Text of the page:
You don’t need Sherlock for this one.
sui generisadjectiveunique: the sui generis nature of animals.ORIGIN Latin, literally ‘of its own kind.’
SECTION 2. The President, the Vice-President, the Members of the Supreme Court, the Members of the Constitutional Commissions, and the Ombudsman may be removed from office, on impeachment for, and conviction of, culpable violation of the Constitution, treason, bribery, graft and corruption, other high crimes, or betrayal of public trust. All other public officers and employees may be removed from office as provided by law, but not by impeachment…
(7) Judgment in cases of impeachment shall not extend further than removal from office and disqualification to hold any office under the Republic of the Philippines, but the party convicted shall nevertheless be liable and subject to prosecution, trial, and punishment according to law.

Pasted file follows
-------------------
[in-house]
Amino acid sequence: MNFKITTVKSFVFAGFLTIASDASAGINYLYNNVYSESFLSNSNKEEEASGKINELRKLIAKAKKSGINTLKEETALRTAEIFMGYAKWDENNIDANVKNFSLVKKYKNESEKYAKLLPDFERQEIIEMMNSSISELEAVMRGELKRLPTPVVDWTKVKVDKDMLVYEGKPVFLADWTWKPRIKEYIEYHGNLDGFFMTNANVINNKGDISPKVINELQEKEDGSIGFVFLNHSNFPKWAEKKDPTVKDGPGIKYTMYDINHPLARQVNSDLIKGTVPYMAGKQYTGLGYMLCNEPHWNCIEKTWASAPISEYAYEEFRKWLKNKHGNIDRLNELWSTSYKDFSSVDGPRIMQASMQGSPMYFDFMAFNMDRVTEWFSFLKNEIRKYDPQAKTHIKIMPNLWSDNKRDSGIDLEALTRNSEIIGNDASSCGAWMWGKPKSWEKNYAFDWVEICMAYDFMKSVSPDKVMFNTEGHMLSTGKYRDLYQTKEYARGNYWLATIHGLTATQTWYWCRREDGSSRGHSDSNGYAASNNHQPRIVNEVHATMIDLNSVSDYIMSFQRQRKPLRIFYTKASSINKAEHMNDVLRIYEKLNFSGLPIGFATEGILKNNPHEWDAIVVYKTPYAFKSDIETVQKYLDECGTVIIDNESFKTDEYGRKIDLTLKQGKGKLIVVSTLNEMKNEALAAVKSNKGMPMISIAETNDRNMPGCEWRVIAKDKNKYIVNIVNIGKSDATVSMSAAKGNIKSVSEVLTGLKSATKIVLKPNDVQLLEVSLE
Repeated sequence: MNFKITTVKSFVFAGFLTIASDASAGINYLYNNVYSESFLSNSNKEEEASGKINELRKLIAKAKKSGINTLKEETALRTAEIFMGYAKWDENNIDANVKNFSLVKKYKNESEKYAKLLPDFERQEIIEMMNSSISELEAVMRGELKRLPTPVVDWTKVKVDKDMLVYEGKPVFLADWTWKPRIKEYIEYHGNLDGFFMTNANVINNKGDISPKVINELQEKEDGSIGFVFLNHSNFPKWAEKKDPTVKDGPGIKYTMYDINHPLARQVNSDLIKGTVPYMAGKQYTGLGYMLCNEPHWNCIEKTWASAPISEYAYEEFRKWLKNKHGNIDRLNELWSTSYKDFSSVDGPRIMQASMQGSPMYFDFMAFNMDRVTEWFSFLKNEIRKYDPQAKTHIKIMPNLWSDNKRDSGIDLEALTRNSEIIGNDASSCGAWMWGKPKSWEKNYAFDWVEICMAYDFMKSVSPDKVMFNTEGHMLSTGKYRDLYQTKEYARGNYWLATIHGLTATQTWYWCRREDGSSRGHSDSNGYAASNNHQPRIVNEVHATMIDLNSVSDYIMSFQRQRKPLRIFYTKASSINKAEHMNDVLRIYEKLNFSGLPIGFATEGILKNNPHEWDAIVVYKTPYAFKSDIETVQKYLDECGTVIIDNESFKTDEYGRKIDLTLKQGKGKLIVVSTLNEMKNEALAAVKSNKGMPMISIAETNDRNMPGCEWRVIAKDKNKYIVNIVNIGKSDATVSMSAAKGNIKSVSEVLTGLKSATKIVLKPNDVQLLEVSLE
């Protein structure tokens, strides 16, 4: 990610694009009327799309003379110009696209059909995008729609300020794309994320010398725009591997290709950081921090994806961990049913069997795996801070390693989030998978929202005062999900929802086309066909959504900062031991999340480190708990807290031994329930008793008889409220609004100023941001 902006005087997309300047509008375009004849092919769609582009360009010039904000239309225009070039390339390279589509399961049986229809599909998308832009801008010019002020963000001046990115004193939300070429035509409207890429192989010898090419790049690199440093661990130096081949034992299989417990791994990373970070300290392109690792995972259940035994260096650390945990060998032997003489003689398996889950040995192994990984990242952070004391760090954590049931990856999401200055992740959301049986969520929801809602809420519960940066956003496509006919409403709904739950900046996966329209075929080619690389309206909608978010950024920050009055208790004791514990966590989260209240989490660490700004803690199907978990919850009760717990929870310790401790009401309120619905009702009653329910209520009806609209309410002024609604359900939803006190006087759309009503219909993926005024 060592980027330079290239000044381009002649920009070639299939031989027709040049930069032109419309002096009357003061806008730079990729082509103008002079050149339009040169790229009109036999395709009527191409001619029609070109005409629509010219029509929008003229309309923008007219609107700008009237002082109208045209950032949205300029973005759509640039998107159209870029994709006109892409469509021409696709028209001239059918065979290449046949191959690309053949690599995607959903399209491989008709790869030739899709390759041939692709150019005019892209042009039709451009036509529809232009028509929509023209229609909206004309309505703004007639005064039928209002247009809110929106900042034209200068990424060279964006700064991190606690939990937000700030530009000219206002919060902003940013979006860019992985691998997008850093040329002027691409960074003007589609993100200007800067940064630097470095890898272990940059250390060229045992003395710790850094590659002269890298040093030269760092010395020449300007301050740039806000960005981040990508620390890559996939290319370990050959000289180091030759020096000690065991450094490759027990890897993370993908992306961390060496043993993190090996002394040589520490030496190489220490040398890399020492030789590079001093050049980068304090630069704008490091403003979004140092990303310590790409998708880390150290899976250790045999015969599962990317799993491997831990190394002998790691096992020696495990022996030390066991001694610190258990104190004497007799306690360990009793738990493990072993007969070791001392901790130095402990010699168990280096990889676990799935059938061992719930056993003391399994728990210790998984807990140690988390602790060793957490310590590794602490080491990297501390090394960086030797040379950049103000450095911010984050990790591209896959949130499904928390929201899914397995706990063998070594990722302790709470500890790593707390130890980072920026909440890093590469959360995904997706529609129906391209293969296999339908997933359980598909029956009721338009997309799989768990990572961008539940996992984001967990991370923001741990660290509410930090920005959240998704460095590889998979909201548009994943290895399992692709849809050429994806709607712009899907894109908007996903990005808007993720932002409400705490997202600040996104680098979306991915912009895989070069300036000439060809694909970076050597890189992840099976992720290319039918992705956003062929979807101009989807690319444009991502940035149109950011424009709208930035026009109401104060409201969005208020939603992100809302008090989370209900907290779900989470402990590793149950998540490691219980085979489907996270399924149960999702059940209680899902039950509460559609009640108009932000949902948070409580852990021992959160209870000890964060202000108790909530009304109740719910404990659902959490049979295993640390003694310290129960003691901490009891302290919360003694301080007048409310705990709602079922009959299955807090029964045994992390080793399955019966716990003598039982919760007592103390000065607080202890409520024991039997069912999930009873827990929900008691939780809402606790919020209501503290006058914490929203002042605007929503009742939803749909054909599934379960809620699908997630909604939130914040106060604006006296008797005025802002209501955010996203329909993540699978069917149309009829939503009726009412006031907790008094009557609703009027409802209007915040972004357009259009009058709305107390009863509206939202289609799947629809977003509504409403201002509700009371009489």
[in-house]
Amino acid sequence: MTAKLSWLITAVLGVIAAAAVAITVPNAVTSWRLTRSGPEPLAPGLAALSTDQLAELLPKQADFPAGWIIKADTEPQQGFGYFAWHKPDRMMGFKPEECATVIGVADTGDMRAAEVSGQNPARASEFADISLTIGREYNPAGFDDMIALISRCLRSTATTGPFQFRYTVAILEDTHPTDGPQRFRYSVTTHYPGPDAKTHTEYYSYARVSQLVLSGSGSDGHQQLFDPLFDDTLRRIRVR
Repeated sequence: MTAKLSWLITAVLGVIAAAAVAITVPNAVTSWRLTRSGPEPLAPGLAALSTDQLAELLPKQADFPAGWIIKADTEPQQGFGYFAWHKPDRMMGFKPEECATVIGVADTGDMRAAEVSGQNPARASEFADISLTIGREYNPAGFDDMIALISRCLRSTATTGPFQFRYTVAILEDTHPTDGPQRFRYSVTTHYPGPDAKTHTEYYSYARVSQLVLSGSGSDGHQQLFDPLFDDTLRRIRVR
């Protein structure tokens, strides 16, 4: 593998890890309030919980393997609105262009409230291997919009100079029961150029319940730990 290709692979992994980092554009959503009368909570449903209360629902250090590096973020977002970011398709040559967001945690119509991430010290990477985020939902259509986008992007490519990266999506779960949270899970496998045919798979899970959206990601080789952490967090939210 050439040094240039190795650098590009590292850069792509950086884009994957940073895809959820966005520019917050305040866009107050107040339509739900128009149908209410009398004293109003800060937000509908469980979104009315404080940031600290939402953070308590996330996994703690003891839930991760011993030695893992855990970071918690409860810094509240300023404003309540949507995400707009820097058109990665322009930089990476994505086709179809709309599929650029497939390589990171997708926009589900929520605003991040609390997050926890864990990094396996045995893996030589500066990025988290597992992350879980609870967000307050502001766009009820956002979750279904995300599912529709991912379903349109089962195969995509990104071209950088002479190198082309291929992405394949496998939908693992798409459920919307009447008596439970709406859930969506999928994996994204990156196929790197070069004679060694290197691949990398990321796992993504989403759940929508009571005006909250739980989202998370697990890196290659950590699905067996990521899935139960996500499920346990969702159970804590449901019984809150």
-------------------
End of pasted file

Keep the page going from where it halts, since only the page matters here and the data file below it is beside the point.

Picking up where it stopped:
In 1986, during the proceedings of the Constitutional Commission, Commissioners Maambong and Romulo discussed how they, and future generations, ought to understand impeachment and impeachable offenses. They did it by Maambong proposing definitions, and asking Romulo if the definition was correct, thus spelling out the intent of the framers of the Constitution.
The first question Maambong asked Romulo was, are impeachment proceedings criminal in nature or not?
Maambong first quoted an American court decision that seemed to suggest impeachment was criminal in nature, then put forward this explanation: